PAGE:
Raul Ramirez, longtime director of news and public affairs at KQED in San Francisco, died on November 15. A moving tribute can be found on the KQED website. Raul was also a dear friend of Homelands Productions and a member of our board.
I’ve never encountered a single person with such powerful currents flowing inside, in such abundance: humor, intelligence, kindness, awareness, curiosity, playfulness, personal bravery, professional courage, generosity, grace, decency, consideration, passion, panache, good will, a commitment to justice, an unending humanity, and a profound capacity for loving life. I’m sure I’ve missed something.
Seeing Raul always made me happy. I loved my occasional stays with him and his husband Tony on my jaunts north from LA. With those visits I understood the tremendous range of his intellectual and artistic curiosity, which sank in deeper each time, in part by my perusing his eclectic and fascinating bookshelves. His generosity on those visits was intrinsic to Raul – like when he went so far as to encourage my roars for my beloved Green Bay Packers from his couch. (“Oh, my, Mr. Tolan,” Raul declared one evening after I leapt off said couch upon the completion of a short pass in the first quarter. “I had no idea.”) Of course, that was vintage Raul, and I’ve seen it so many other times: his gift, in friendship, in professional settings too, for making people feel so comfortable.
In January 1992, I was in Washington for interviews with government officials and scientists at the nearby Goddard Space Center for a story that would be the finale of our original Homelands namesake series, “Vanishing Homelands.” It was a program about the ozone hole, set in southern Chile and Antarctica. I had reported it with our colleague Cecilia Vaisman, but I would be handling these last interviews alone, because she had been recruited that month to produce a special public radio series set in south Florida’s Cuban community with a renowned journalist who’d grown up there, Raul Ramirez. Raul was a veteran print reporter, but this would be his first foray into documentary broadcast. Cecilia, an NPR producer before joining Homelands, would be his co-reporter and radio mentor – as, for the previous year-and-a-half, she had been mine.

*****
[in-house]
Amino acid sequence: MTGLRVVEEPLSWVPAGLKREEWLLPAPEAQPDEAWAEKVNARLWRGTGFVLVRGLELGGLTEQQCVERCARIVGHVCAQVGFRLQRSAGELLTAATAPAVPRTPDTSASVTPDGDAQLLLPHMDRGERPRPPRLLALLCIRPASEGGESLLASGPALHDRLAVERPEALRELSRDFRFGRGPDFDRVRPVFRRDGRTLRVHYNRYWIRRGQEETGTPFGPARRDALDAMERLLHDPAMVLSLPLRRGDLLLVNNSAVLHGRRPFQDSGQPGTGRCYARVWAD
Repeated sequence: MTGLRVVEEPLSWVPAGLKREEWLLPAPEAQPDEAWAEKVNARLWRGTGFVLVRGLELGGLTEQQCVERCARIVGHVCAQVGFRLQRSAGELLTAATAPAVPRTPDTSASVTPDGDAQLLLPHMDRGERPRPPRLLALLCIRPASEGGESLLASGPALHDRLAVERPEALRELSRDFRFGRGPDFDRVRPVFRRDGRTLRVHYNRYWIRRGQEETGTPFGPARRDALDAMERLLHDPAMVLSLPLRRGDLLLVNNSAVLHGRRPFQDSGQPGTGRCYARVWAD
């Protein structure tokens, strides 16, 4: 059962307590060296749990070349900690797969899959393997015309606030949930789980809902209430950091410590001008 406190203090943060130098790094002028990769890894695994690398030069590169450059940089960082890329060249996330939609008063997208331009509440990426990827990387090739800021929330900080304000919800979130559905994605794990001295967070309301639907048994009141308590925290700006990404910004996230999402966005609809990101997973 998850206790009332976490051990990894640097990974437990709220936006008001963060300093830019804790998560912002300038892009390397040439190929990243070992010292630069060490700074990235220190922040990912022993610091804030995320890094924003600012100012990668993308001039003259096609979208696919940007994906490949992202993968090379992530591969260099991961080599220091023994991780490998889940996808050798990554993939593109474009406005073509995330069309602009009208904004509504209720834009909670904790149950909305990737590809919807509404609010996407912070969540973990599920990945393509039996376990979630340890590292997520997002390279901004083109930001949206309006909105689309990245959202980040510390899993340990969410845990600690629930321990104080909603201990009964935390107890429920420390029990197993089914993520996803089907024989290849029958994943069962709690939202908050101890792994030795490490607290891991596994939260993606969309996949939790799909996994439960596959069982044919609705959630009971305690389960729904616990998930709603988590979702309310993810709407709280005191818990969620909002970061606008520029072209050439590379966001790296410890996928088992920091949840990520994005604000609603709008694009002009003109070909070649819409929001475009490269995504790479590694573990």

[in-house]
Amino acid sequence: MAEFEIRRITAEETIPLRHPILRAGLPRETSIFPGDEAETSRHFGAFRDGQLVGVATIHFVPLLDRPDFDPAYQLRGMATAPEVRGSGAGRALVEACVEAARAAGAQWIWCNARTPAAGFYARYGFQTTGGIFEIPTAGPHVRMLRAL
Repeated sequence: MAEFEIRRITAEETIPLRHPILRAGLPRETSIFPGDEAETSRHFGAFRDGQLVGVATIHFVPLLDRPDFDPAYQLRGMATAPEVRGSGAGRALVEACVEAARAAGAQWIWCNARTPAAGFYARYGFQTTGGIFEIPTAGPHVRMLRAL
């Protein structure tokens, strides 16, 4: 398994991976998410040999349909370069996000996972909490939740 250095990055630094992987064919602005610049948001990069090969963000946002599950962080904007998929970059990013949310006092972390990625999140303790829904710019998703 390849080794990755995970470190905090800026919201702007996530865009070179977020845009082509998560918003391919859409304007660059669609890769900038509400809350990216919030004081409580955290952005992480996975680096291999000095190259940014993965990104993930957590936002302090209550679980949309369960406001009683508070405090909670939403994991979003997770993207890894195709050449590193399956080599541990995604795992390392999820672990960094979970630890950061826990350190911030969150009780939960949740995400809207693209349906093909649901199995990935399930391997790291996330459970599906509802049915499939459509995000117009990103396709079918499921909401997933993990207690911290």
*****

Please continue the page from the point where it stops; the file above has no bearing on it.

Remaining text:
When I arrived, Raul and Cecilia were also in Washington, where their reporting would be edited, mixed, and produced. Among the many things that struck me upon hearing of their experiences was how Raul had managed to apply the discipline of journalism to a story that impacted him so personally and profoundly. His allegiance to his community was matched by his obligation to his audience. He became an inspiring example to me of how a great journalist blends uncompromising professional rigor with compassion for his subjects to produce the unforgettable kind of reporting we all hope to achieve.
In the years that followed, when I’d be invited to KQED to appear on public affairs programs about my books, Raul and I would have long lunches to talk shop and life. At times when I was struggling with subjects I was trying to cover, I was hugely grateful for Raul’s encouragement, judgment, and perspective. When he joined the board of Homelands Productions, not only did we all benefit from his concern and wisdom, but we were honored to be able to call Raul Ramirez our colleague. He always will be. I hear him still, urging me on. Mil gracias, hermano.